According to Ayuk, a tree can give averagely two kgs of Moringa seeds, thus 24 kg of seeds would be available to plant in the one hectare of land.

Ayuk says they would move to transforming Moringa seeds into liquid in the nearest future.

Health researchers around the world nicknamed Moringa ‘The Miracle Tree’ due to its miraculous healing abilities. It builds our muscles, bones and teeth.

According to the researchers, Moringa also treats headache, heart problems, high blood pressure, kidney stones, fluid retention and thyroid disorders.

As an aphrodisiac, it increases sex drive. It also prevents pregnancy, boosts the immune system, increases breast milk production and prevents bacterial, fungal, viral and parasitic infections.

 

 

 

 

 

 

 

17 March 2016

Reforestation/Habitat Protection crucial for threatened amphibians Conservation on Mt. Nlonako

Posted in News, Views 631

Reforestation/Habitat Protection crucial for threatened amphibians Conservation on Mt. Nlonako

 Mount (Mt) Nlonako in the southern edge of the Cameroon mountains range is one of the most species rich single locality area in amphibian fauna in Africa (source).  It is home to the world’s largest frog  Conraua goliath (Goliath frog) and some other 93 amphibian species.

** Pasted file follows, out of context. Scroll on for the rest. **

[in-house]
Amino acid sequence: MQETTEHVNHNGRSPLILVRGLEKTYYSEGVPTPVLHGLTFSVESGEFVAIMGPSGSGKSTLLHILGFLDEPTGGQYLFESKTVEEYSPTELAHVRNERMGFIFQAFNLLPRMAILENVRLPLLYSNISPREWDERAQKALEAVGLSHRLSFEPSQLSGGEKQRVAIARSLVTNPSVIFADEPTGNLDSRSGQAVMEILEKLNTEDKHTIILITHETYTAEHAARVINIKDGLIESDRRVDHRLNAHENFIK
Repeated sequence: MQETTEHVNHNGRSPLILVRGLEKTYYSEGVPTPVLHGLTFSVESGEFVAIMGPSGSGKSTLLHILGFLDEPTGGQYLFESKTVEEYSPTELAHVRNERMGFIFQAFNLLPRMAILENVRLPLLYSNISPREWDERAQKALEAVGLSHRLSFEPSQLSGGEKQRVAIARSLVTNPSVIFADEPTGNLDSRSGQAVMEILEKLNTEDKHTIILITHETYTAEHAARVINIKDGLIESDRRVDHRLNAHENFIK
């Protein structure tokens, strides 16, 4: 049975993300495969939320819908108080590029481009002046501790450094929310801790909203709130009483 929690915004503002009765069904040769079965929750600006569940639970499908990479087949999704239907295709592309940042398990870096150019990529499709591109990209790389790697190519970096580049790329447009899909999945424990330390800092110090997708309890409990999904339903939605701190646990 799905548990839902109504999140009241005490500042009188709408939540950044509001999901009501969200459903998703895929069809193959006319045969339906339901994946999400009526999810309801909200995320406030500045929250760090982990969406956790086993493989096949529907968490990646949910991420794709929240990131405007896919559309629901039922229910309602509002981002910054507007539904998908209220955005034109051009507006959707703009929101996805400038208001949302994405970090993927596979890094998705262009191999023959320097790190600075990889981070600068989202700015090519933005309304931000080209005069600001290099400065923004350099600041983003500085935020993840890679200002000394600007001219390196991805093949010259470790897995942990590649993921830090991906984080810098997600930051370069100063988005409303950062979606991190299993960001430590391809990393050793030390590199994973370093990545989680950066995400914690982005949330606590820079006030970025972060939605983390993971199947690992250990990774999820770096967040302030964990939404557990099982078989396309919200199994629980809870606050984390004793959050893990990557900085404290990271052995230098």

Contrary to the high biodiversity value of this area, Mt. Nlonako is threatened by habitat destruction through logging activities and farm encroachment. The western and northern flanks are heavily cultivated, with the forest destroyed up to an elevation of approximately 1,100m.

This has affected the population density and distribution of amphibians on the mountain. There is therefore a need for a the gazette of the mountain to protect the remaining population of amphibians and other wildlife species for posterity.

There is therefore an urgent need to ensure the - protection of the amphibian habitats on Mount Nlonako area, assess the current threats affecting amphibian distribution and population density and to raise awareness on the importance of amphibians in the Mount Nlonako area.

 87,000US$ will amongst others salvage some  IUCN-listed critically endangered and endangered species  including the Goliath frog (Conraua goliath), Giant pangolin (Phataginus spp) Drill (Mandrillus leucophaeus) Chimpanzee(Pan troglodytes elloiti)  and some endemic amphibian species from extinction .

Any investment to conserve nature is an investment to protect mankind. Get more about ERuDeF and her conversation efforts and interventions at www.erudef.org and www.thegreennews.info